There is a new feature to the Festival taking place this Sunday, which is a showing of local artists called the “Friends of Bluffton Artists”. There will be 75 or so local artists who have been invited to set up on the porches and in the yards of the various galleries and shops around town. This will be a laid-back showing, with time to meet the artists and have a chat or whatever. They will be exhibiting from 11a.m. to 4p.m. on Sunday, followed by the Blessing of the Fleet, and then a serious oyster roast at the Oyster Factory.


A particularly interesting highlight of the show will be the unveiling of an arts and seafood themed sculpture by renowned artist Kelly Graham. This will take place on the grounds of the Bernie Haag Gallery on Calhoun St. around 2 (ish) p.m. This represents a new, and from all accounts, exciting departure for the multi-talented Mr. Graham. The unveiling will be a dramatic event and should not be missed.


Incidentally, Kelly Graham is also doing the concept design and execution of one of the new, creative restaurants currently under construction in the Promenade next door to Capt. Woody’s.


I think it’s great that we can incorporate the arts in the look of our community. It’s also fortunate that we have such a strong cadre of volunteers to plan and execute the festivals and other venues that showcase the artists, craftsmen, and creative merchants that make Bluffton such a distinctive part of the Lowcountry.

Wednesday, October 3, 2012

From the House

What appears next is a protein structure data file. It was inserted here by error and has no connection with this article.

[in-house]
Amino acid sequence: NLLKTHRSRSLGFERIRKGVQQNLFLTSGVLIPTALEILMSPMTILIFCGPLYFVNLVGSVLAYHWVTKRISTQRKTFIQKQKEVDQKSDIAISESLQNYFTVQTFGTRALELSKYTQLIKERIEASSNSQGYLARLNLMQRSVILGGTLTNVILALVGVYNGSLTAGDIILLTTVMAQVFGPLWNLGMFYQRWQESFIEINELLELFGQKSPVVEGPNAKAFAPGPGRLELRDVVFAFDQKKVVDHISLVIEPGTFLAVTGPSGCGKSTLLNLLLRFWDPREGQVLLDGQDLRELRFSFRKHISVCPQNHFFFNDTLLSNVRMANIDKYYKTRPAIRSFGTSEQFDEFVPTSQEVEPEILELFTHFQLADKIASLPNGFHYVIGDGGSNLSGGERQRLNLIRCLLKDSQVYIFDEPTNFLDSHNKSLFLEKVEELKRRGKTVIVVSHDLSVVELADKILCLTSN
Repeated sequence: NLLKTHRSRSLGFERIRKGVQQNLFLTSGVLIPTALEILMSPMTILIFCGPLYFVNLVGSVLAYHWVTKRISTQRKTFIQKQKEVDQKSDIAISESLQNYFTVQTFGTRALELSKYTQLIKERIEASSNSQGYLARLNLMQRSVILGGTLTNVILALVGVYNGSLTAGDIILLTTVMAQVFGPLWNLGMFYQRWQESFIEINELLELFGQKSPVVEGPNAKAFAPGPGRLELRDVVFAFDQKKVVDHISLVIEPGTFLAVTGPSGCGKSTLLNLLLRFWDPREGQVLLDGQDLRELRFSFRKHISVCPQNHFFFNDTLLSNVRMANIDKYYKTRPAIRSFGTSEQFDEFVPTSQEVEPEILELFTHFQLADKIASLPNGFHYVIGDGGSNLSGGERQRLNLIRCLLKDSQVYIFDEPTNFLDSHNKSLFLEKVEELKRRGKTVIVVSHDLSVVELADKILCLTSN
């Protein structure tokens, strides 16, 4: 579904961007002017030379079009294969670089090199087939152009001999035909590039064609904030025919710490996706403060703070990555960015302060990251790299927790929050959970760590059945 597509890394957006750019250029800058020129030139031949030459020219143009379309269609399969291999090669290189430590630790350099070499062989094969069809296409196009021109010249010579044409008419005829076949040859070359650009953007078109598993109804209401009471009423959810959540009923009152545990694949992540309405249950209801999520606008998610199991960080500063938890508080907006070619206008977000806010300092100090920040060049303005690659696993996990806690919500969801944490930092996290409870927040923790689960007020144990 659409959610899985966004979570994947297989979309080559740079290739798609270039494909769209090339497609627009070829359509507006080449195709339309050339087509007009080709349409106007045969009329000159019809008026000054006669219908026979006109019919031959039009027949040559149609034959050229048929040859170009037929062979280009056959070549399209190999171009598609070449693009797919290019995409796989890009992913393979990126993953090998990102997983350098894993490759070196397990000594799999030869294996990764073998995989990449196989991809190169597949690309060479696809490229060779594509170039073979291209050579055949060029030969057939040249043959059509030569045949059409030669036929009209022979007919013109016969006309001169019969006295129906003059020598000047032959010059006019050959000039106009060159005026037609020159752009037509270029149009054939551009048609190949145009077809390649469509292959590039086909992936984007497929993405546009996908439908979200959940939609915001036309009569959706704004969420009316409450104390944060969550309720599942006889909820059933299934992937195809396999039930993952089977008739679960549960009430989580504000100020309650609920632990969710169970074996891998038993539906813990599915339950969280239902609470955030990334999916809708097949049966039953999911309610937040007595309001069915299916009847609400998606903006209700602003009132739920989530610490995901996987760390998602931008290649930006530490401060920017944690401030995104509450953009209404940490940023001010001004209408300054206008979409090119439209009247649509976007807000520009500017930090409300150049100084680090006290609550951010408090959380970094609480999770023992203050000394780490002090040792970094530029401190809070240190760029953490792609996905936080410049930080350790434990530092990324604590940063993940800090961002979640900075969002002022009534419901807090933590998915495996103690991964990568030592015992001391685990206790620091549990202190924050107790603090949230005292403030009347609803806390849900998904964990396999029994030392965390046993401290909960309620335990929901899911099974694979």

Bluffton Today Three events last week placed members of your House delegation in a favorable spotlight. On a perfect, early fall evening, at the lovely Sea Pines home of Rita and Dudley King, a good crowd of Rep. Andy Patrick’s friends and supporters gathered for fellowship and to hear Andy and various political luminaries comment on the issues of the day. One of the highlights was a talk given by House Speaker Bobby Harrell in response to a question about his legislative agenda for the upcoming session. Aside from the usual comments on fiscal prudence, he spoke about the need to add specificity and common sense language to our ethics regime. We will also revisit the Freedom of Information Act (FOIA) matter, especially since the House passed a strong reform bill that was killed in the Senate last session. The speech was brief, humorous, and definitive. It included just enough “inside baseball” to satisfy the attentive crowd. All in all, it was a great event, with good attendance, superb company, and a rousing tune-up for the opening of the next session of the General Assembly. Friday evening was the much-anticipated “Thank You” soiree for Weston Newton supporters after his primary victory for the newly created House District 120 seat. The weather could not have been better as several hundred hungry well-wishers descended on Rose and Weston Newton’s gorgeous Myrtle Island compound. Cars were parked from the bridge to the circle and young Reedy Newton was pressed into service with the golf cart, ferrying attendees to and from cars and the party. The barbeque was expertly produced by the legendary Broken Arrow Group, a consortium of senior pork cookers who might give the famous Ted Huffman of Bluffton Barbeque a bit of competition were they to relinquish control of most of the economy of the south end of the state and become professional pit men. The presumptive Representative Newton made a few brief, very well received remarks, followed by an equally brief invocation by Congressman Tim Scott. The well-organized buffet was appreciatively assaulted. I left long after my usual bedtime and there was still a huge crowd of happy folks scattered over the yard. Rose and Weston certainly raised the bar for political celebrations. Finally, the Community Matching Grant Fundraiser at the Pine House was as elegant as one would expect from hostess Joanie Heyward. The house is a showplace and the appointments, the food and the beverages were perfectly situated and attended. The turnout, as expected, was huge and represented a good cross section of prosperous Bluffton. I don’t know the final accounting, but I am certain the goal was easily reached. The Bluffton/Jasper County Volunteers in Medicine (VIM) clinic is such a well run and supported operation, folks are eager to help. An interesting sidebar to this good story is the fact that because the new VIM clinic also includes dental and other services, there are some regulatory hurtles to work through, which are similar to those encountered by Dr. Jack McConnell as he organized the original VIM facility on Hilton Head. Fortunately, this representative and other members of the delegation are perfectly positioned and more than ready to help in navigating the state regulatory regime. If good people want to volunteer their services for the betterment of the community, we must make it as effortless as possible for them to get the paperwork and credentials in order. Next week, more policy and less partying (even for good causes).